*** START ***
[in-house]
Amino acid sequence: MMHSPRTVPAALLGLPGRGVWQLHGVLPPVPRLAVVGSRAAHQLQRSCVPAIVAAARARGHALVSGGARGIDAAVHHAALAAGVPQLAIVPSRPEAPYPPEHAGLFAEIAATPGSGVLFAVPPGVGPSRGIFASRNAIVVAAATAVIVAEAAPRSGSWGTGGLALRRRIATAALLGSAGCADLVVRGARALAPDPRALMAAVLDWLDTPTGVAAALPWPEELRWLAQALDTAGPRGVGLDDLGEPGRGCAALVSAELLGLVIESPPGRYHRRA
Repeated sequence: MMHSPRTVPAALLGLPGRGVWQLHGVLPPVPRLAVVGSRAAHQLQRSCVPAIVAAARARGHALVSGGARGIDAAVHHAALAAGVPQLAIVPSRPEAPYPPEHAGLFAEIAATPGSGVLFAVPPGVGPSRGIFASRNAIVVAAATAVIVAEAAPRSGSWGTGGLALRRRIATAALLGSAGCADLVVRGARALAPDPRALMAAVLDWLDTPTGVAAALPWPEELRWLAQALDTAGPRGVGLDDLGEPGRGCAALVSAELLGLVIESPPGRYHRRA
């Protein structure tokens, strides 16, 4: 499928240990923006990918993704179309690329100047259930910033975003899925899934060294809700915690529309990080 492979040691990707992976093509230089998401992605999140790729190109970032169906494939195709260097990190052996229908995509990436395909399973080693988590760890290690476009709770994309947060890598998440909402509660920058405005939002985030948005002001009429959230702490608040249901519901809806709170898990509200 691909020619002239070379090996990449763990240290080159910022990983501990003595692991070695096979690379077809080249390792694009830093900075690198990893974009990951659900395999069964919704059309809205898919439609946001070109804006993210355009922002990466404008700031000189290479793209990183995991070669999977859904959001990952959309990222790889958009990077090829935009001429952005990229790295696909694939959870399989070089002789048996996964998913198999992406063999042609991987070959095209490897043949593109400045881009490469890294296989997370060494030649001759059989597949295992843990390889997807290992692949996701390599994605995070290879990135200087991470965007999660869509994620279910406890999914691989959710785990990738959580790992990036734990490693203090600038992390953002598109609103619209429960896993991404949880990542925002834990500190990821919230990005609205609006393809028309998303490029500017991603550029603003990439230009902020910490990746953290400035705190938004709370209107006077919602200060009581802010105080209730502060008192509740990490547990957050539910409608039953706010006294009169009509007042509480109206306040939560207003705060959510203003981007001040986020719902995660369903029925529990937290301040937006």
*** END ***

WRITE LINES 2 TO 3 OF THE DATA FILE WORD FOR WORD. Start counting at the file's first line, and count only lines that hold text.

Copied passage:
Amino acid sequence: MMHSPRTVPAALLGLPGRGVWQLHGVLPPVPRLAVVGSRAAHQLQRSCVPAIVAAARARGHALVSGGARGIDAAVHHAALAAGVPQLAIVPSRPEAPYPPEHAGLFAEIAATPGSGVLFAVPPGVGPSRGIFASRNAIVVAAATAVIVAEAAPRSGSWGTGGLALRRRIATAALLGSAGCADLVVRGARALAPDPRALMAAVLDWLDTPTGVAAALPWPEELRWLAQALDTAGPRGVGLDDLGEPGRGCAALVSAELLGLVIESPPGRYHRRA
Repeated sequence: MMHSPRTVPAALLGLPGRGVWQLHGVLPPVPRLAVVGSRAAHQLQRSCVPAIVAAARARGHALVSGGARGIDAAVHHAALAAGVPQLAIVPSRPEAPYPPEHAGLFAEIAATPGSGVLFAVPPGVGPSRGIFASRNAIVVAAATAVIVAEAAPRSGSWGTGGLALRRRIATAALLGSAGCADLVVRGARALAPDPRALMAAVLDWLDTPTGVAAALPWPEELRWLAQALDTAGPRGVGLDDLGEPGRGCAALVSAELLGLVIESPPGRYHRRA